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Dark Net counterfeit Xanax seller sentenced to three years

A man from Inverness, Florida, has been sentenced to three years in prison for selling hundreds of thousands of counterfeit prescription drug pills through the Internet.

Benjamin Burdick (55) sold at least 249,700 counterfeit Xanax (alprazolam) pills through Dark Net marketplaces from at least April 2019 until October 2020. He was arrested in October 2020 alongside his partner Catilynkyrie Burdick (29).

Undercover federal agents purchased multiple packages of counterfeit pills from Burdick. When his home was searched, agents recovered 16,000 counterfeit pills, a pill press and mixers, and almost $150,000 in cash. Six firearms and miscellaneous ammunition were also recovered from the residence.

From his residence, Burdick used a pill press to manufacture pills that he stamped with the letters 'Xanax' and the code G7322.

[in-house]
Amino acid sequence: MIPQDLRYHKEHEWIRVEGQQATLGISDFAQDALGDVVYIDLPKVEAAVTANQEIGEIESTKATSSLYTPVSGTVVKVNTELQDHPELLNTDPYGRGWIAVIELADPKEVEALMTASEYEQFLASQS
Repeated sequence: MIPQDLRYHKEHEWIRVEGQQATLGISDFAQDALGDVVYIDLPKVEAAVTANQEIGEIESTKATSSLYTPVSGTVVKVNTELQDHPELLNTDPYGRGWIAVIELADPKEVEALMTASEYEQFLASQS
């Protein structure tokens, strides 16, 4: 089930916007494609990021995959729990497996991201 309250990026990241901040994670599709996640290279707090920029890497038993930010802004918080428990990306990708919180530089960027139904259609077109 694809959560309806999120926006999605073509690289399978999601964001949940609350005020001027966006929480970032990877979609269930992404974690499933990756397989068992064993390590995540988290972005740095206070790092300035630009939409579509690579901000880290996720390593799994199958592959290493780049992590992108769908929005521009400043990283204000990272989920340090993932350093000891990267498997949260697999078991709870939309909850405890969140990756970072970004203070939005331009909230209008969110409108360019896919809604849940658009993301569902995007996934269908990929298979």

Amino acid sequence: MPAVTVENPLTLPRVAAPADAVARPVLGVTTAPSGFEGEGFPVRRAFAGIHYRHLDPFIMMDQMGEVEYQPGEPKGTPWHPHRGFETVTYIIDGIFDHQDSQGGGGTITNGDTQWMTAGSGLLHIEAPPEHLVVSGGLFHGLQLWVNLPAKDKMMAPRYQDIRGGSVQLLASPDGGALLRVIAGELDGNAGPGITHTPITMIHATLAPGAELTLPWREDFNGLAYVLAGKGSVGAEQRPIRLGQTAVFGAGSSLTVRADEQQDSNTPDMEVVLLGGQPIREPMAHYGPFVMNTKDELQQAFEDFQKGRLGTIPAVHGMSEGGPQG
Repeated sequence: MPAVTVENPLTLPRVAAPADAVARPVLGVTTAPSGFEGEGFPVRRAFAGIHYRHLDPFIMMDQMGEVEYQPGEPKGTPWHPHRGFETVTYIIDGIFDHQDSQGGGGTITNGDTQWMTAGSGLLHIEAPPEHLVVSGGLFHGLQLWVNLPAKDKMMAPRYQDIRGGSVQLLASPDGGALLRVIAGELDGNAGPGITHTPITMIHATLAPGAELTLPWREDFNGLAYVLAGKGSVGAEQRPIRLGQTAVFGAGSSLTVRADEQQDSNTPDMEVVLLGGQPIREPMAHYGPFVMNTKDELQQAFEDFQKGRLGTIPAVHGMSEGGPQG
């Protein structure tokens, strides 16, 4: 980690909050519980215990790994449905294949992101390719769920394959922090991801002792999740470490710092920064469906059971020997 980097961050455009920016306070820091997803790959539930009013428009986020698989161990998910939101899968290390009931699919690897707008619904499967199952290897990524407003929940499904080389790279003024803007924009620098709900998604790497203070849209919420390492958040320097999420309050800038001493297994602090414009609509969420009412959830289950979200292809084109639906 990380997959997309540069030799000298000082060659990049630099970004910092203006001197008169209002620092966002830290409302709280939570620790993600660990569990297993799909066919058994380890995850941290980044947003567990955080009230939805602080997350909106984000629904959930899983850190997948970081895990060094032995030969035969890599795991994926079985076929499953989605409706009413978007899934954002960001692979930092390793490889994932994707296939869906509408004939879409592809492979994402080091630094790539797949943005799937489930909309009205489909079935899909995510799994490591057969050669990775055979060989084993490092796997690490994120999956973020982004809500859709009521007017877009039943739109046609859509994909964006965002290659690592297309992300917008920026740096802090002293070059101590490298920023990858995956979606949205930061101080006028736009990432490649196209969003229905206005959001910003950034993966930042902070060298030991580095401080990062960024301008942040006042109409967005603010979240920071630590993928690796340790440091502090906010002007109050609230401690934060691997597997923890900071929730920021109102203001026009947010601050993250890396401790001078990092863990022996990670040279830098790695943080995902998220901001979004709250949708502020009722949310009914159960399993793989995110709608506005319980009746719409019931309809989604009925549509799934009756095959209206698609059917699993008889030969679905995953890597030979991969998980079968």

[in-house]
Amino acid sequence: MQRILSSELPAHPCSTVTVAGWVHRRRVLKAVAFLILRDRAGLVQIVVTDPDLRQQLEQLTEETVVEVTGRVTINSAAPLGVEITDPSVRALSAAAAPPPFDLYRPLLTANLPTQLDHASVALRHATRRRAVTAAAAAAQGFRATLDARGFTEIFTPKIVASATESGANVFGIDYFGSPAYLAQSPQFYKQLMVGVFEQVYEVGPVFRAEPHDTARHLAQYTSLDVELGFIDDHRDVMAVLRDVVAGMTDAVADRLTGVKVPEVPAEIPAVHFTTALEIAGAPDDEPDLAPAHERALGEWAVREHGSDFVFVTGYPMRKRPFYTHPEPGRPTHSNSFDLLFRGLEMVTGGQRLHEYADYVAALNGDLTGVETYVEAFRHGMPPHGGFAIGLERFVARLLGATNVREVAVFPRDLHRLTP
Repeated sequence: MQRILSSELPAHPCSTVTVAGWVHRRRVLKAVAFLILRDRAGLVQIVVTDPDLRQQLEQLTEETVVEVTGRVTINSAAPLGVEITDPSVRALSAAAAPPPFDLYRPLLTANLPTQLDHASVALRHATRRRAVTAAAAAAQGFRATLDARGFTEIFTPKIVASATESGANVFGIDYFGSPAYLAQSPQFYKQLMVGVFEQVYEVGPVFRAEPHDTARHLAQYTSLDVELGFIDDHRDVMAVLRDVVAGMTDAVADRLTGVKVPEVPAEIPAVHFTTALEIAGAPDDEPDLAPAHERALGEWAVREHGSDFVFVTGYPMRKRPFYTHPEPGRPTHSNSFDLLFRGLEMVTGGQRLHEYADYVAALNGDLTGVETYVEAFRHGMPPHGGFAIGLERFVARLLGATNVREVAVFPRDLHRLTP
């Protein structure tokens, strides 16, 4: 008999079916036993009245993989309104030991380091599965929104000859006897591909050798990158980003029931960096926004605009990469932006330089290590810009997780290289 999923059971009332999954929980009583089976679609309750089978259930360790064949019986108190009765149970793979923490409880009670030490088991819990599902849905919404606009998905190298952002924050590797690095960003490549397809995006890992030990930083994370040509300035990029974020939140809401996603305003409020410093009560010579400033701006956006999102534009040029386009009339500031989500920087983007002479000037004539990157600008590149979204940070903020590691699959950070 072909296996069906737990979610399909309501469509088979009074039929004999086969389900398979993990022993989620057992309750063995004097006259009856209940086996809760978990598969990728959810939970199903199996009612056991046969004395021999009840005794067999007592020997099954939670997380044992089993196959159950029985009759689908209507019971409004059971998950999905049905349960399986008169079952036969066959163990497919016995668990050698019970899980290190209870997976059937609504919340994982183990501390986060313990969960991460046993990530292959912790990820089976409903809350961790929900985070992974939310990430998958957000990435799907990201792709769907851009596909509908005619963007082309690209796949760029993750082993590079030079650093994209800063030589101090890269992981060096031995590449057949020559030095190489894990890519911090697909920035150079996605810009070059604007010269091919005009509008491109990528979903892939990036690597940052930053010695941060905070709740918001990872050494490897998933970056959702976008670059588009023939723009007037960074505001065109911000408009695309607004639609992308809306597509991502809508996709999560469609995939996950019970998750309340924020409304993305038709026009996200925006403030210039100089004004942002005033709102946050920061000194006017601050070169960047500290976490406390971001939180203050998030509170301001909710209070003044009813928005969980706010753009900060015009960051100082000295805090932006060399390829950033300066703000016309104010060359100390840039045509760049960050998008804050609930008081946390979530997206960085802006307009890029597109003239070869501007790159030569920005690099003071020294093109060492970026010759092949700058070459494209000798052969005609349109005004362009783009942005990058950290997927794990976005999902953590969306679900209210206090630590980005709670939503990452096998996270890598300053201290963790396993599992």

The pills did not contain just alprazolam, which genuine Xanax contains, but also included other substances – such as flualprazolam, etizolam, and adinazolam – which are more potent than alprazolam and could lead to overdose.

"By selling counterfeit drugs through the Dark Net, the defendant recklessly endangered the community and placed his own personal gain over the health and safety of the public," said Raj Parekh, acting US Attorney for the Eastern District of Virginia.

Under US law, it is a violation to purchase a pill press without notifying the Drug Enforcement Administration (DEA), although it is currently not illegal to own one. However, it is against the law to possess a pill press with a die mould that resembles a prescription pill or trademarked pharmaceutical drug.

Last year, the DEA launched an outreach programme targeting online retailers who are facilitating the production of fake prescription drugs, after it became clearer that this equipment is widely available online. Some retailers – including Amazon – have already banned the sale of such equipment.

Data from Customs and Border Protection (CBP) shows however that pill press seizures at international mail facilities are increasing every year, growing 19-fold between 2011 to 2017.


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